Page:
When travelers return from vacations, they are often reminded of something other than collecting
their baggage and booking a taxi. That something is an empty fridge. However, a European airline
has its customers covered. It allows passengers arriving at The Hague airport to pick up a pre-booked
welcome home meal box.1 The airline is conducting this experiment in partnership with a Dutch
supermarket chain. This is one example of the numerous ways in which airlines are diversifying their
revenue sources and creating newer opportunities to increase ancillary revenues.
Ancillary revenue is becoming increasingly important for airline profitability. Hence, airlines are
betting heavily on predictive analytics, digital, Artificial Intelligence (AI), Machine Learning (ML),
Natural Language Processing (NLP) and Internet of Things (IoT) to help them win the ancillary game.
For instance, a European airline plans to invest Euro 200 Million in digital and data development by
2020.2 A leading U.S. airline’s investment in big data technology now enables the real-time analysis
of more than 150 variables about customers to predict individual future actions.3
Let’s take a look at some of the key areas where analytics is enabling airlines to increase
Customer preferences continuously evolve with
time and are also influenced by external factors.
Many industries have been using analytics to
predict future trends to determine products
and services. For example, beverage companies
often use predictive tools to determine which
flavors of chips might scale up in the future.
Airlines can similarly leverage such predictions
while planning the in-flight menu, which can be
based on data such as weather, sector and
For example, a leading U.K.-based airline started
serving branded sandwiches on board based on
findings that customers would be willing to pay
for food from a known brand.4
Another example is the in-flight sale of
duty-free products which has been on the
decline. An obvious response for airlines is to
discontinue the sales when it stops being
viable. However, analytics is helping airlines
predict shopping trends and create alternatives
such as e-commerce platforms for duty-free
products, which the customers can access
using the in-flight wi-fi service.
Behavioral profiling can help airlines decide on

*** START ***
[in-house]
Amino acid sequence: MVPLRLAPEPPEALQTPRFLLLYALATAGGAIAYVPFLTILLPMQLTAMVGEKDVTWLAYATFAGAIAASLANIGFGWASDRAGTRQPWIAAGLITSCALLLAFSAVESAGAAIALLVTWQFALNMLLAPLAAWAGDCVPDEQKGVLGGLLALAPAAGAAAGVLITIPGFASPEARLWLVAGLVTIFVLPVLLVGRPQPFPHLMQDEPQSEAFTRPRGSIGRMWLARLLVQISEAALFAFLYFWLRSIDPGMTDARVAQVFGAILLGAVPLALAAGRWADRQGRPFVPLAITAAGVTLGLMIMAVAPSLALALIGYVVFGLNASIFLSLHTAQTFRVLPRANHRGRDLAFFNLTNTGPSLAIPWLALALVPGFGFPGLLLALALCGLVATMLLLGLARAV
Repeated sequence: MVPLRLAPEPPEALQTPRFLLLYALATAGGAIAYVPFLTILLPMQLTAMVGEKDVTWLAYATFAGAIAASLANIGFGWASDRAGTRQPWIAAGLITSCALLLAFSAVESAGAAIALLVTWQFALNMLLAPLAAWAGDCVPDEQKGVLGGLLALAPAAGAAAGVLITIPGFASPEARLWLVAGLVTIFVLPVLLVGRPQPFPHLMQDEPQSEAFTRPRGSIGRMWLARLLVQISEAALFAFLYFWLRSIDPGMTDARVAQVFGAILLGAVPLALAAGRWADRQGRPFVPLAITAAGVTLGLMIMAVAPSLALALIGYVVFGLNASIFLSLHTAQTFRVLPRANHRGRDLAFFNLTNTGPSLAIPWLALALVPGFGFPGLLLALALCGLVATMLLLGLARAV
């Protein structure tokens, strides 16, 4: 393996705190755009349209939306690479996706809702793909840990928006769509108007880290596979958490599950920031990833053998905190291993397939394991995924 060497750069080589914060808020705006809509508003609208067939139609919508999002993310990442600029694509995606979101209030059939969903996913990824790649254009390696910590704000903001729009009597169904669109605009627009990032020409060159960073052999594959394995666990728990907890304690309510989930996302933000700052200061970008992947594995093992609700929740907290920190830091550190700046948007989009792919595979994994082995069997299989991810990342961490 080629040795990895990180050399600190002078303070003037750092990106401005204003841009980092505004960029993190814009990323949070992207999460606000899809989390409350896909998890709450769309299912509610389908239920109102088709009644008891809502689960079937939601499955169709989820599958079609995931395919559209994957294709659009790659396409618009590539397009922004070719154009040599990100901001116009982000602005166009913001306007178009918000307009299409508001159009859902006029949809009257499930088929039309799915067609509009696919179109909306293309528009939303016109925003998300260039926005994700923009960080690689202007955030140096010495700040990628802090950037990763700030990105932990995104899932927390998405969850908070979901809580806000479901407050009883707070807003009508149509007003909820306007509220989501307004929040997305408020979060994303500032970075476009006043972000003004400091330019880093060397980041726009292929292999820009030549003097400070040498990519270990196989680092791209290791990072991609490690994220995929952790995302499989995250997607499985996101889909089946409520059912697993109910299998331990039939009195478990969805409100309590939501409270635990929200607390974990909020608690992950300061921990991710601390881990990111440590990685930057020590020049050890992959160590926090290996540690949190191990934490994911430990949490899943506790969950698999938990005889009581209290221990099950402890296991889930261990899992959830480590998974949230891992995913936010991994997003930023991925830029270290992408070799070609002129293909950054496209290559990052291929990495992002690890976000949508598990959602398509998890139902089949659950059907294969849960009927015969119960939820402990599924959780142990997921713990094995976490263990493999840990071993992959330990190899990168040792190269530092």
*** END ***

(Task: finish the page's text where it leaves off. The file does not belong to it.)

appropriate bundling of ancillary products.
A family traveling with children for a holiday is
more likely to buy excess baggage than a solo
traveler. A mother with a toddler, flying coach,
is more likely to pay for extra legroom and
priority baggage. Similarly, a business traveler
may choose to pay for in-flight wi-fi services.
Behavioral profiling also enables dynamic
pricing of ancillaries. A traveler who has
historically always booked based on the
lowest price will have a lower propensity to
pay more for comforts, as compared to another
customer who has opted for business class
on many occasions.
Personalized marketing5 has made deep
inroads in industries such as retail. For airlines,
until not too long ago, offerings centered
mostly on flight seats and a few add-ons
primarily because the distribution channel
relied on Global Distribution Systems (GDSs)
and travel agents. Today, however, airlines are
adding ancillary revenue streams every year
and customers are increasingly booking directly
using online channels by making comparisons
in real time.
Analytics can help airlines design innovative
ancillary products and services in areas where
untapped demand exists. For example, an Asian
airline offers customers an ‘empty seat’ option
so that they can purchase one or two
unoccupied seats next to theirs on the day of
travel.6 Sleeper sofa7 is another option wherein
a row of coach seats can be converted into
a single, horizontal sleeping space using
detachable headrests and mattresses.
Customers can indicate their interest in this
ancillary at the time of purchase and are given
an option to book on the day of travel based
on the seat inventory. In all these examples,
analytics is helping airlines innovate ancillary
products across products and services.
According to one study,8 the ancillary share of
revenue for leading airlines was found to be
greater than 27 percent for market leaders and
merely 5 percent for laggards. Clearly, there is